10 Things That Scared The Crap Out Of Me As A Child

As an adult, I find a lot of reassurance in the dark; it’s comfortable, it feels like home, and it’s often funny as hell. That wasn’t always true though – a lot of the things I love now once paralysed me with fear as a kid.

Here’s 10 of the biggest things that used to scare the crap out of me as a child.

1. Venger from Dungeons & Dragons

Venger was just nasty. And persistent. However hard the heroes fought, however right they were, whatever new skills they mastered, he would always use his terrible magic to get away, and you just KNEW that you couldn’t let your guard down because he’d be back at any minute.

venger_&_nightmare

“So…you know the 80’s one-sided thing only works for ponytails, right Venger?”

Nowadays, he just comes across as annoying and stroppy and slightly boss-eyed.

2. Volcanoes

Lord of the Rings has a lot to answer for. I was petrified that a volcano would erupt in the middle of my town and the whole place would be engulfed by lava and I would have to run and hide and try and save my family.

…in Northampton…England.

volcano2

It’s fair to say that I didn’t have a wonderful grasp of Geology.

3. Ozzy Osbourne

I shared a room with my sister. We had bunk beds, and I – of course – claimed the top bunk. On the wall opposite the foot of my bed, my Mum put up an Ozzy Osbourne poster. I haven’t been able to find the exact poster, but I have found the same face in other pictures. Every night when I went to sleep, and every morning when I woke up, THIS was the visage that greeted me.

Ozzy2

Cheers Mum.

4. Sharks

When I was a child, I was terrified of crossing this precise bridge near the Carlsberg brewery in Northampton, because I was absolutely convinced that one of the paving slabs would drop out from under my feet, dumping me in the water, where I would then be eaten by sharks.

…in the River Nene…in Northampton…England.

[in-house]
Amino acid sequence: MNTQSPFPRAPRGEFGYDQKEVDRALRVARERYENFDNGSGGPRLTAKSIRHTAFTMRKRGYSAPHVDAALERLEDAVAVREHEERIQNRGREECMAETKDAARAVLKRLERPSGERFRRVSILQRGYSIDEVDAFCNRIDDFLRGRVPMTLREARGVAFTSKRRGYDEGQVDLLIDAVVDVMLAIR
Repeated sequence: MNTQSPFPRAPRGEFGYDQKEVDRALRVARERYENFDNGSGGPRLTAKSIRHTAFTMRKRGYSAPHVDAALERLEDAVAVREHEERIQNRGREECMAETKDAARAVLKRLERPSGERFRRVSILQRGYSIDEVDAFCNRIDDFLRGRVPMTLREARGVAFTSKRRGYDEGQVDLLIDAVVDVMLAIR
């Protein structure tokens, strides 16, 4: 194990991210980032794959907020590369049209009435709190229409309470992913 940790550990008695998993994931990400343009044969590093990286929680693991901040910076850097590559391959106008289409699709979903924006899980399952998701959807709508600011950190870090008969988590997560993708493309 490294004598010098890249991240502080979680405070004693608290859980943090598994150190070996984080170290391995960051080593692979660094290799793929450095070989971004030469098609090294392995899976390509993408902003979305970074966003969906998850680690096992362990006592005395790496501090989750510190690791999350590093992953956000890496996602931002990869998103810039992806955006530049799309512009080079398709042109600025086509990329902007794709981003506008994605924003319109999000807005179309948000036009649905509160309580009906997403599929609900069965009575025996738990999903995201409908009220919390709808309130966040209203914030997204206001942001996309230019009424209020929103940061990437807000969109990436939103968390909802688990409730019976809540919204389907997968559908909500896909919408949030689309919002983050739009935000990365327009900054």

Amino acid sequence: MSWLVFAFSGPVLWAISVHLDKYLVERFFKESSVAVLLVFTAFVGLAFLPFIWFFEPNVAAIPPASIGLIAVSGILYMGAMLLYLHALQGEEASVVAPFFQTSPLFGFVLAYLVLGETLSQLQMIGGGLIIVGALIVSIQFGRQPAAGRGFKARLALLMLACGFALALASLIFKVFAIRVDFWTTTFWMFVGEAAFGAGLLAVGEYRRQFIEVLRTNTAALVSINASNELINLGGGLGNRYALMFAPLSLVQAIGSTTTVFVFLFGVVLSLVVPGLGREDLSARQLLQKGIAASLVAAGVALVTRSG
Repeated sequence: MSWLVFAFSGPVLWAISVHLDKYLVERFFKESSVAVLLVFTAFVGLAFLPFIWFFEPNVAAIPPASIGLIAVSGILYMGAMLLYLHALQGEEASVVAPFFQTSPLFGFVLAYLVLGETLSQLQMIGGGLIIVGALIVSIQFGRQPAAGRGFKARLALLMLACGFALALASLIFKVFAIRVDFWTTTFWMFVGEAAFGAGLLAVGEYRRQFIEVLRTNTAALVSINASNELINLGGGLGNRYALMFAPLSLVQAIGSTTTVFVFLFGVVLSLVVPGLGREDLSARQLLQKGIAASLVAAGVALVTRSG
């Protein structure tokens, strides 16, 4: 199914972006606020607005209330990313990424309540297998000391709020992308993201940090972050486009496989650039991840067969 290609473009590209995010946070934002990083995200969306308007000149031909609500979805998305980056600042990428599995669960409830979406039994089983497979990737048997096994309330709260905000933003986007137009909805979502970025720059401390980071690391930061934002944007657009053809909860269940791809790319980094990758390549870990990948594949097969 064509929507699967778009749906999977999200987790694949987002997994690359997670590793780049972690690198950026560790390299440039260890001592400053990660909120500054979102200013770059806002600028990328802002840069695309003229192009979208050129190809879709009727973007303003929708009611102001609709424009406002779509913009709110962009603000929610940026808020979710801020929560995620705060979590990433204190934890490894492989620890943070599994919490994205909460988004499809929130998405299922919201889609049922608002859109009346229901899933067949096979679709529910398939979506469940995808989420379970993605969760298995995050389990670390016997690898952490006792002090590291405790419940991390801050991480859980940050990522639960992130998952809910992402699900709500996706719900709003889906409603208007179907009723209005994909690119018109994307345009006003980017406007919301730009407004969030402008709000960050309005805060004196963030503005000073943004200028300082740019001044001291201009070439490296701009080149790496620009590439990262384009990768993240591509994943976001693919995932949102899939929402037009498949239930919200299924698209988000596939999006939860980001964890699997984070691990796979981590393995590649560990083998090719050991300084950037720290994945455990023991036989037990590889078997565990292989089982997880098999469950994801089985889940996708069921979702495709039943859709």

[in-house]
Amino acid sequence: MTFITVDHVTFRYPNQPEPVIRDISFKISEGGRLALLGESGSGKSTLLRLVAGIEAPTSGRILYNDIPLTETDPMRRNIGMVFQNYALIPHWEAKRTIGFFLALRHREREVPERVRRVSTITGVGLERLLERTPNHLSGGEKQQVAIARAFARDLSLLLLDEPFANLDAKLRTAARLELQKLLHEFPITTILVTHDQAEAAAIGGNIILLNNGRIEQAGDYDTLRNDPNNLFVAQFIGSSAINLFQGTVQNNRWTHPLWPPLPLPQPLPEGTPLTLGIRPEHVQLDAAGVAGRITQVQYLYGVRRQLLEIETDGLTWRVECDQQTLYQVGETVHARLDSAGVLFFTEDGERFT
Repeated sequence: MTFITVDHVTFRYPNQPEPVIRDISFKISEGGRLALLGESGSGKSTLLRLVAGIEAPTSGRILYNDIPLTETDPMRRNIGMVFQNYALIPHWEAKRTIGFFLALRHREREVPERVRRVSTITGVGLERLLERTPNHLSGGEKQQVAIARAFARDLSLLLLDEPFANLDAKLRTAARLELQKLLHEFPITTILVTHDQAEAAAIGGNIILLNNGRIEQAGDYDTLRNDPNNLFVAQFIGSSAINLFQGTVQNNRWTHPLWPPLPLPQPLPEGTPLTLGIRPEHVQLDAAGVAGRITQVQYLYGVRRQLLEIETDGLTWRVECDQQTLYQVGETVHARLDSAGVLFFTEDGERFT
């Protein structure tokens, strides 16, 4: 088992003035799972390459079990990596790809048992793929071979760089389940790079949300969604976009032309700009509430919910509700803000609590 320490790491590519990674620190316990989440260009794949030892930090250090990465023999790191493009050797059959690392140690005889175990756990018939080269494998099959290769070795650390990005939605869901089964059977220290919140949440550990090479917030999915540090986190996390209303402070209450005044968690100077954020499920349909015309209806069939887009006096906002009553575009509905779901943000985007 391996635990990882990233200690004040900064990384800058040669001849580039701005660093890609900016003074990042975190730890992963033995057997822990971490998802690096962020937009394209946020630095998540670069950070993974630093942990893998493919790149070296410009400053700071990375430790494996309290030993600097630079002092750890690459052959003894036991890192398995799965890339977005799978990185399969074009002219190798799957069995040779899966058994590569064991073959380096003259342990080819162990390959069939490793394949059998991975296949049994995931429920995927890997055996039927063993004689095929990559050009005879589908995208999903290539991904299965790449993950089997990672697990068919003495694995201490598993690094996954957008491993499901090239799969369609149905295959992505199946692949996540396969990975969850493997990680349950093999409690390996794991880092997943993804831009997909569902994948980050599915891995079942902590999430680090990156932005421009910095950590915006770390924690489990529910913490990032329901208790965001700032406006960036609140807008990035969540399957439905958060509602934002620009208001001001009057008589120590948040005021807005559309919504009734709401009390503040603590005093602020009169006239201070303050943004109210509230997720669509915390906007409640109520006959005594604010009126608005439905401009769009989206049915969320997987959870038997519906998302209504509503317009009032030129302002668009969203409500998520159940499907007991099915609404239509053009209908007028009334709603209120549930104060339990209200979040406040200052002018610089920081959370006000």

Bridge

Geology, Biology…none of it was really a strong point for me back then.

5. Michael Jackson in Thriller makeup

The funny thing is that he became proportionately more scary in reality as the years went past.

Thriller

Now recognised as the least terrifying face of Jacko.

6. Words & Pictures

This was a kids TV show from the 70’s that filtered through into the 80’s, and it had a horribly dark and dystopian feel to it.

Wordy

Say hello to Wordy; the disembodied floating orange head was the least odd thing about the whole programme.

Magic E, anyone?

7. Critters

Critters – and in fact every horror movie that had nasty icky puppets hell bent on being thoroughly unpleasant; Gremlins and Ghoulies are two other notable sources of terror. I always used to weigh up exactly how badly I needed the toilet whenever I saw the lid was down.

Critters

“…you’ve got summat in your teeth dude.”

8. Shogun Assassin

Another questionable choice of poster for a small child’s bedroom. I couldn’t find the exact one we had up, but I am not in the least bit surprised to find this movie cover in a Google search, stating the film was actually banned in the early 80’s.

I was also quite frightened by the scene in David Carradine’s Kung Fu where he grips the hot copper pot with his forearms and melts the imprints of the dragons into his skin… Martial arts were not a favourite of mine in my early years.

Shogun_Assassin_(1980)

Again, cheers Mum.

9. Zelda from Terrorhawks

Terrorhawks was a brilliant show, classic Good Guys v Bad Guys puppet series, following the same essential theme as Thunderbirds. It was set in the year 2020, largely in space, and the bad guys were all aliens and robots/androids. Zelda was the leader of the aliens with powers of teleportation and she was just upsetting and…ICKY. The way she spoke, the way she moved just wasn’t RIGHT.

Zelda

Way less scary when you realise that it’s just Rod Stewart.

Incidentally, Terrorhawks is actually really really funny and cleverly done when you re-watch it as an adult.

10. War of the Worlds

Both the 1953 film and Jeff Wayne’s musical version left me almost immobile with fear.

One night, my Mum’s friend Joy was babysitting me while Mum was (I think) at work. She put the War of the Worlds records on for me to listen to while she had a bath. I sat – at night, in her living room, alone, with the curtains open, and the blackness of the night outside staring in at me – with this music soaking into my skin and my awareness. I loved it, but was utterly terrified at the same time. I had to walk back down the street when Mum got home and I slid the whole way with my back pressed against the wall.

WarOfTheWorlds_370

There’s probably a good reason for age certificates on films…

The things that terrified me as a child I now either really like or find really funny in their own right. I am no psychologist, but I am in no way surprised by this.